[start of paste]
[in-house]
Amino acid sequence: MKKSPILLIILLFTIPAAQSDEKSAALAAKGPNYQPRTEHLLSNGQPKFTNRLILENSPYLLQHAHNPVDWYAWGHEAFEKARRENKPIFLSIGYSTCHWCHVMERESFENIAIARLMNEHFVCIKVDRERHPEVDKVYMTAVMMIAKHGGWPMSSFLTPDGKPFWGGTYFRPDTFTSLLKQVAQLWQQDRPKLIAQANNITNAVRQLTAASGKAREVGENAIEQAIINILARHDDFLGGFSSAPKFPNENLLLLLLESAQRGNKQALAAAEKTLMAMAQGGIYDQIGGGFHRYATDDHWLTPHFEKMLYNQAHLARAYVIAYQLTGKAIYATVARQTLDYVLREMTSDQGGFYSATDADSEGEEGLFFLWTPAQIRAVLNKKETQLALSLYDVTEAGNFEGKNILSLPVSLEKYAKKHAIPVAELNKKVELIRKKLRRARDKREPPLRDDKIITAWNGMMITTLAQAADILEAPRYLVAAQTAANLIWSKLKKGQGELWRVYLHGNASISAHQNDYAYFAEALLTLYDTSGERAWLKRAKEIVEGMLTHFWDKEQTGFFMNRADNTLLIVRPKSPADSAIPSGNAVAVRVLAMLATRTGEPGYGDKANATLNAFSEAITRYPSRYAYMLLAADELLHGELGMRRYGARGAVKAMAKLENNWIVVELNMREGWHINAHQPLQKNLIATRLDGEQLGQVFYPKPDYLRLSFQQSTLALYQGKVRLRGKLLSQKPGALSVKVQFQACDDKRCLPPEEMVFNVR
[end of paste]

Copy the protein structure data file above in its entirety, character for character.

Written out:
[in-house]
Amino acid sequence: MKKSPILLIILLFTIPAAQSDEKSAALAAKGPNYQPRTEHLLSNGQPKFTNRLILENSPYLLQHAHNPVDWYAWGHEAFEKARRENKPIFLSIGYSTCHWCHVMERESFENIAIARLMNEHFVCIKVDRERHPEVDKVYMTAVMMIAKHGGWPMSSFLTPDGKPFWGGTYFRPDTFTSLLKQVAQLWQQDRPKLIAQANNITNAVRQLTAASGKAREVGENAIEQAIINILARHDDFLGGFSSAPKFPNENLLLLLLESAQRGNKQALAAAEKTLMAMAQGGIYDQIGGGFHRYATDDHWLTPHFEKMLYNQAHLARAYVIAYQLTGKAIYATVARQTLDYVLREMTSDQGGFYSATDADSEGEEGLFFLWTPAQIRAVLNKKETQLALSLYDVTEAGNFEGKNILSLPVSLEKYAKKHAIPVAELNKKVELIRKKLRRARDKREPPLRDDKIITAWNGMMITTLAQAADILEAPRYLVAAQTAANLIWSKLKKGQGELWRVYLHGNASISAHQNDYAYFAEALLTLYDTSGERAWLKRAKEIVEGMLTHFWDKEQTGFFMNRADNTLLIVRPKSPADSAIPSGNAVAVRVLAMLATRTGEPGYGDKANATLNAFSEAITRYPSRYAYMLLAADELLHGELGMRRYGARGAVKAMAKLENNWIVVELNMREGWHINAHQPLQKNLIATRLDGEQLGQVFYPKPDYLRLSFQQSTLALYQGKVRLRGKLLSQKPGALSVKVQFQACDDKRCLPPEEMVFNVR